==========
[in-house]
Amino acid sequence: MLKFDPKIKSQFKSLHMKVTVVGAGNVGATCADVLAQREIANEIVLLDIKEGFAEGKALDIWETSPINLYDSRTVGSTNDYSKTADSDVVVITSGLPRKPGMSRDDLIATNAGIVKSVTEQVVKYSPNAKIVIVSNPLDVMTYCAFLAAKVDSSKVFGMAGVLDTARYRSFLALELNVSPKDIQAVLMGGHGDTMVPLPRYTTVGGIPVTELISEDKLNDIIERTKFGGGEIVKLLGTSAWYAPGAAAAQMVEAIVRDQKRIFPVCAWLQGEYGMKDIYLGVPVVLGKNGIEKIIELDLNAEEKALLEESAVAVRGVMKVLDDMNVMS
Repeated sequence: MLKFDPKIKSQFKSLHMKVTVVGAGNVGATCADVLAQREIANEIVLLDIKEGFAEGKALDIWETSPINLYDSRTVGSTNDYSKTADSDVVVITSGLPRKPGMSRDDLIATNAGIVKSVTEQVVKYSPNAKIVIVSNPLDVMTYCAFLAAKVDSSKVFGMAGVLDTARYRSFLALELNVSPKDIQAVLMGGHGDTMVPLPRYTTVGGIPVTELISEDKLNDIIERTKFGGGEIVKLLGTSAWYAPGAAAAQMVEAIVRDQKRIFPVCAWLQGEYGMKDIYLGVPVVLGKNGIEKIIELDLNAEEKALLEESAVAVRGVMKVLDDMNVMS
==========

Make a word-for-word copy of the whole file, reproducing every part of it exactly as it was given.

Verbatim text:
[in-house]
Amino acid sequence: MLKFDPKIKSQFKSLHMKVTVVGAGNVGATCADVLAQREIANEIVLLDIKEGFAEGKALDIWETSPINLYDSRTVGSTNDYSKTADSDVVVITSGLPRKPGMSRDDLIATNAGIVKSVTEQVVKYSPNAKIVIVSNPLDVMTYCAFLAAKVDSSKVFGMAGVLDTARYRSFLALELNVSPKDIQAVLMGGHGDTMVPLPRYTTVGGIPVTELISEDKLNDIIERTKFGGGEIVKLLGTSAWYAPGAAAAQMVEAIVRDQKRIFPVCAWLQGEYGMKDIYLGVPVVLGKNGIEKIIELDLNAEEKALLEESAVAVRGVMKVLDDMNVMS
Repeated sequence: MLKFDPKIKSQFKSLHMKVTVVGAGNVGATCADVLAQREIANEIVLLDIKEGFAEGKALDIWETSPINLYDSRTVGSTNDYSKTADSDVVVITSGLPRKPGMSRDDLIATNAGIVKSVTEQVVKYSPNAKIVIVSNPLDVMTYCAFLAAKVDSSKVFGMAGVLDTARYRSFLALELNVSPKDIQAVLMGGHGDTMVPLPRYTTVGGIPVTELISEDKLNDIIERTKFGGGEIVKLLGTSAWYAPGAAAAQMVEAIVRDQKRIFPVCAWLQGEYGMKDIYLGVPVVLGKNGIEKIIELDLNAEEKALLEESAVAVRGVMKVLDDMNVMS